Direct the combine to make its way down the hall, turn at the back (tricky, this!) and come back to the front. Then everyone can return to their places. If the combine falls to pieces as it moves, stop it and regroup, encouraging the children to be mindful of every part in the machine, else it will break again and the harvest won’t be brought in.
Notice that even though the combine harvester is one machine, each bit has a special part to play and it couldn’t harvest if one bit wasn’t working properly. Farmers sometimes can’t get their wheat in because they are waiting for a new part for their combines. Fortunately, they don’t usually have to wait too long.
- For church schools
In the Bible, Jesus talks about harvest. Have a listen and see if you can understand what he was saying about it here in Luke 10.1–3 and 8–9:
After this the Lord appointed seventy others and sent them on ahead of him in pairs to every town and place where he himself intended to go. He said to them, ‘The harvest is plentiful, but the labourers are few; therefore ask the Lord of the harvest to send out labourers into his harvest. Go on your way.
Whenever you enter a town and its people welcome you, eat what is set before you; cure the sick who are there, and say to them, “The kingdom of God has come near to you.”’
I wonder what kind of harvest Jesus was talking about?
He was talking about bringing good things to the world. God is ready to do good things, but he needs people to work with him. Here are some of the things that Jesus said needed to be done:
– pray for more workers
– go out and find people in need
– heal those who are sick or in trouble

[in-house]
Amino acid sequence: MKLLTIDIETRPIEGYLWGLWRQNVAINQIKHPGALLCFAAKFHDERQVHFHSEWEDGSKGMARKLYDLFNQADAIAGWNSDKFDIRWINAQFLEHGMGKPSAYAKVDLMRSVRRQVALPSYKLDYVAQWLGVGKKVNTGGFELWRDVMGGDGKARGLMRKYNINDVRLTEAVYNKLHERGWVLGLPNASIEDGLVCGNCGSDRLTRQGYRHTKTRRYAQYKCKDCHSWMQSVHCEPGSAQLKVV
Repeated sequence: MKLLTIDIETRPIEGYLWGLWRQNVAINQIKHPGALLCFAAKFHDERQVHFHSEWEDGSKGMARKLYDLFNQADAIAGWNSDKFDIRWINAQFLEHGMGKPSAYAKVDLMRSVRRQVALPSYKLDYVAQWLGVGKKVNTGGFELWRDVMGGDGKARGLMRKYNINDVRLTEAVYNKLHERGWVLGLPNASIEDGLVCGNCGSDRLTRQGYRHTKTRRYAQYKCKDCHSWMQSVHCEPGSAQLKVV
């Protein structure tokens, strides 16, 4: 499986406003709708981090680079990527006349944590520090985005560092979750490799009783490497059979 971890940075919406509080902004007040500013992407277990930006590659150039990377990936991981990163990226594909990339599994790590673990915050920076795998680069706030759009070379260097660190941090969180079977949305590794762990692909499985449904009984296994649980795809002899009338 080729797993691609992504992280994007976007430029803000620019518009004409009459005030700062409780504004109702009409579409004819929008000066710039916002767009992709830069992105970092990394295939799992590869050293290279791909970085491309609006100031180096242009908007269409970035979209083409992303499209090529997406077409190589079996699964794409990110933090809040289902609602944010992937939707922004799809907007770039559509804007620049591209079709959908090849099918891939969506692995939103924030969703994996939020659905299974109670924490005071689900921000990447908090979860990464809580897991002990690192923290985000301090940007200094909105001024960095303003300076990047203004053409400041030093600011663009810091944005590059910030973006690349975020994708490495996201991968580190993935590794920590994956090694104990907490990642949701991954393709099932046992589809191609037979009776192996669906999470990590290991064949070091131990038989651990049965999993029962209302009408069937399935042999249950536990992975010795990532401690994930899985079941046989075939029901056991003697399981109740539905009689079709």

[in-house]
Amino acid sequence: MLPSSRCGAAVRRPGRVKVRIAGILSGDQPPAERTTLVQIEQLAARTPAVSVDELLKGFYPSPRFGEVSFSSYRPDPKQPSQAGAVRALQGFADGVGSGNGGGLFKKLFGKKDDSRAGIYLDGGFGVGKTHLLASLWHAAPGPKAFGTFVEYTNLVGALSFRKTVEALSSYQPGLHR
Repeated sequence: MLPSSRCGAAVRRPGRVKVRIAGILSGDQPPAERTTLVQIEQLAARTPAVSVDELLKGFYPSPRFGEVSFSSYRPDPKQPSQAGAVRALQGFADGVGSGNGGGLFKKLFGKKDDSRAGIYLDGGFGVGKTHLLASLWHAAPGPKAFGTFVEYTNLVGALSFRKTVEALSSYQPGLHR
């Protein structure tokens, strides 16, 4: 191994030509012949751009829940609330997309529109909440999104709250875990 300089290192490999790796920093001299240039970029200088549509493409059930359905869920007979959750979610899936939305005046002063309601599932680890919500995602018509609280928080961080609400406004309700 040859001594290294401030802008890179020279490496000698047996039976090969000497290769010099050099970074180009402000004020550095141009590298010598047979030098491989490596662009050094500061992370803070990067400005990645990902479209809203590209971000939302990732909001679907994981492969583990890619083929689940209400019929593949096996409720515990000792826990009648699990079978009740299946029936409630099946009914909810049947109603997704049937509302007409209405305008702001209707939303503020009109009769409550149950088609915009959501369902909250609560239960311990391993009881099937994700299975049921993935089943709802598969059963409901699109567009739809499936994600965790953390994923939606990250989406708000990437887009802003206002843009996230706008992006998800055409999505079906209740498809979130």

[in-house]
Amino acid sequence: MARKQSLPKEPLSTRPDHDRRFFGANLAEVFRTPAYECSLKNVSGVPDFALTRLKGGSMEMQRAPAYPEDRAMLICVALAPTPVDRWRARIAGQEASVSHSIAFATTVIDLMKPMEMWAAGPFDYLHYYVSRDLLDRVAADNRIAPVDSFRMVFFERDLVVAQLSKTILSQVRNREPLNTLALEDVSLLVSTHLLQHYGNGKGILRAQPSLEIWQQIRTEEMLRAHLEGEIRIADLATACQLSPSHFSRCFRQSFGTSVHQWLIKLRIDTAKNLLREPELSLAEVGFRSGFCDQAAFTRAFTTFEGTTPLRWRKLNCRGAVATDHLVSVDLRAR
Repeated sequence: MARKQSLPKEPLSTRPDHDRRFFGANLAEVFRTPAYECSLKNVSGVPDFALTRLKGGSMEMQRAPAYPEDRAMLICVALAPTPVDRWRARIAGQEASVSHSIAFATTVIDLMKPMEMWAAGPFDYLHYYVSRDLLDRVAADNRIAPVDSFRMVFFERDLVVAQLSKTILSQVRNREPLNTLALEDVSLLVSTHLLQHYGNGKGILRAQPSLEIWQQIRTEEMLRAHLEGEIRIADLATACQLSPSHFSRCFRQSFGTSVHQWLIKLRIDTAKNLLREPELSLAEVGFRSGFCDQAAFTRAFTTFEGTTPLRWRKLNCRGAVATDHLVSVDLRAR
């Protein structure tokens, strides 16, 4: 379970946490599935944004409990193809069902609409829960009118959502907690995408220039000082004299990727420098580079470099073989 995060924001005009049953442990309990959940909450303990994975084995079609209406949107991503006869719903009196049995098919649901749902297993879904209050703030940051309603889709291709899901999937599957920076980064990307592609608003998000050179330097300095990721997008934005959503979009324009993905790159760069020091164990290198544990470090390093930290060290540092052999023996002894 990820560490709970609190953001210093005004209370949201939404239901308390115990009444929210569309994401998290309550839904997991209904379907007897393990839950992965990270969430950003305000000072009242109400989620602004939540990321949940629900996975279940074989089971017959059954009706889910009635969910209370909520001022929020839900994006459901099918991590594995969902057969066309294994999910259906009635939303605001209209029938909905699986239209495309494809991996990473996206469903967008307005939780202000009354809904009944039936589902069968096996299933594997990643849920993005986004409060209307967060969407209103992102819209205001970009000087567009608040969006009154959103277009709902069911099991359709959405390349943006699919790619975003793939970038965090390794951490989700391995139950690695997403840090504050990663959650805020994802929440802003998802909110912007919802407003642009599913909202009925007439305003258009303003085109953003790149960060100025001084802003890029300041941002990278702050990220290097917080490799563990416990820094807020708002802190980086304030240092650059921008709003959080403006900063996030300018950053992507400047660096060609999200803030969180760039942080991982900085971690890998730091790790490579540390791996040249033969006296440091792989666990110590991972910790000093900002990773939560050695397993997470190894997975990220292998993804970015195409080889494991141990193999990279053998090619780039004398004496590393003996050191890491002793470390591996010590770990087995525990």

– share food and friendship with strangers
– tell people about the way God wants his world to be and how his people should live their lives.
What do you think that Jesus would be asking us to do today?
Elicit the following kinds of answers:
– to look after our world, to take time to see how beautiful the countryside is all around us and – to care for it
– to look after people – our friends and family and those who live near or far from us who need help or companionship
– to give money, if we can, when there have been disasters or help is needed in countries across the world as well as at home
– to promote fair trade and sharing of resources for those less able to speak for themselves (Key Stage 2 only)
– to support, build up and encourage other people
– to pray for situations where we feel we can’t do anything else.
Time for reflection
Just like in the combine harvester, with all its parts, we all have different parts to play and the work is carried out best when all parts are working together as a smooth unit. In the combine harvester, when a part goes wrong, then the harvest cannot be brought in properly. In our world, when countries, communities and people start caring for themselves first without thinking of others, things don’t go as well as they could.
Thank you for all the good gifts you give us in your harvest.
Help us to remember that we need to work together so that we can all share in your goodness.
‘Together’ (Songs for EVERY Assembly, Out of the Ark)
‘I belong to a family, the biggest on earth’ (Come and Praise, 69)